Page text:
The Life and Times of Bruce Bramson


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Alex Location

Red arrow points to Alexandria

With occasional periods of vacation, local holidays and most weekends, it was possible to travel around in much of Egypt. Still, there is a lot of it I never saw. I wanted to get to the Siwah Oasis, but never did. Still, I got around, both by driving and by bus. I made it a point to blend in with the population: I bought my shoes and clothes in Egypt, I wore a (fake) elephant-hair bracelet and kept my mouth shut. As it happened, there were many Lebanese in Egypt then, and they tend to be lighter-skinned. So, most people took me to be Lebanese, and left me alone.

It helped that all of us had  a “Warrah”  (papers) which we carried at all times. I remember one occasion far west from Alex (actually, Ras el Hekma, about which more later) when our group of 4 was apprehended by a member of the Camel Corps. He made it clear we needed Warrah, and I happened to be the only one who had brought mine along. I handed it to the gentleman who studied it intently, holding it upside-down! I’m sure when he reported on us, he explained that he had “seen our papers”. Anyway, he let us go on our way without delay.


We carried our papers at all times

Readers may note that the papers mention Cairo: at some point in my first year in Alex, our contracts were expanded to include Cairo, and I eventually worked there for a while. But I’m getting ahead of myself.

My first forays out of Alex were to Port Said. At the time, Port Said had a large “duty-free zone” which drew Egyptians from all over to buy and bargain, often over some of the shoddiest crapola merchandise I ever saw!

The red arrow points to Port Said

The town itself was rather quaint:

Port Said 1

Loading a bus in Alex: destination, Port Said

Port Said 2

Some interesting older buildings survived in Port Said

Trips-Port Said 02

Port Said town had not suffered much in the '67 war

Trips-Port Said 04

There was a nice town square in Port Said

I often took my friends with me on these trips, because I could carry things back for them they could not carry themselves: foreigners like me were never rigorously inspected as the Egyptians were when leaving Port Said. Even though PS was a “duty-free zone”, anything taken OUT of the zone had a duty to be paid, and the inspectors were adept at picking out the guys with 30 shirts on, or watches up to their arm-pits.

Port Said is one end of the Suez Canal; on the shore opposite Port Said is Port Fouad, which technically, is in Asia (minor). The shortest route from Africa to Asia is by boat across the Suez Canal at  Port Said: like everyone else, I did it once just to say I had.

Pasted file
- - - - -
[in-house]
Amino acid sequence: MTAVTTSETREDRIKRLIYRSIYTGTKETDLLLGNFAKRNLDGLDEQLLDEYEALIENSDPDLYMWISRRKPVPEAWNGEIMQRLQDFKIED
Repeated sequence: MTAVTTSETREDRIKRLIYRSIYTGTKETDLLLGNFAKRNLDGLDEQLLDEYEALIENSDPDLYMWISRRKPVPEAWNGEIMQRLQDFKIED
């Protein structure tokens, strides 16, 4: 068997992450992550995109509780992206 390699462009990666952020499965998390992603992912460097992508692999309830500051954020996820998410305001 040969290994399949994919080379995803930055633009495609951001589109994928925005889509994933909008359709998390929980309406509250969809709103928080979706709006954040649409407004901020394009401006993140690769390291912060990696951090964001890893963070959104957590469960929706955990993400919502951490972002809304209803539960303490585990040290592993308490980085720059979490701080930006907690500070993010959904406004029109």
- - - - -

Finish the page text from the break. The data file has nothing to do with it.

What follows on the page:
Port Fouad

That's Asia over there!

Up the canal a short distant is Ismailia:

Ismailia Location

The red arrow points to Ismailia, Egypt

The town was not a lot in those days, but some views of the canal and of the Bitter Lakes could be had.


Actually, that's part of the Suez Canal

Bitter Lakes

Ships in the Bitter Lakes

The Bitter Lakes are part of the Suez Canal. A wonderful aerial view of them can be seen here:   The other end of the Suez Canal was at Suez (city). This was a bit longer trip from Alex. The shortest route was on the road which goes along the Canal, but we were often turned back from that route, I suppose because we looked like terrorists. But my Warrah did get me on to it a time or two, and there was almost nothing to see. In the town of Suez, there was still a lot of damage left from the ’67 war.

Suez Location

The red arrow points to the town of Suez, Egypt

Suez 1

Ship in the Suez Canal

Suez 2

Damage inflicted by Israel in '67

A number of us stationed in Alex did get out to the Qattara Depression.

Qattara Location

The red arrow points to the general location of the Qattara Depression

The Qattara Depression is an area of about 26,000 km² which lies below sea level. Its lowest point is 134 meters below sea level. It is pretty remote!

Westward Ho

On the road west from Alexandria


Yours truly at the wheel

Trouble in Paradise

Not the best place for a break-down!

Towards Quattara

A stray camel has crossed the road ahead

Qattara Depression 1

Nearly everything in this picture is below sea level

Qattara Depression 2

In all, it is a depressing place!

Aeolian Erosion 1

There are many fantastic forms in the depression

Aeolian Erosion 2

Erosion caused by wind-blown sand

Research Station

Research station on the edge of the depression

Desert Flowers

Despite to lack of water, plants do thrive and bloom in the desert

I will describe more of my travels in Egypt in future pages.



Written by Editor

April 23rd, 2010 at 11:36 am

Posted in Egypt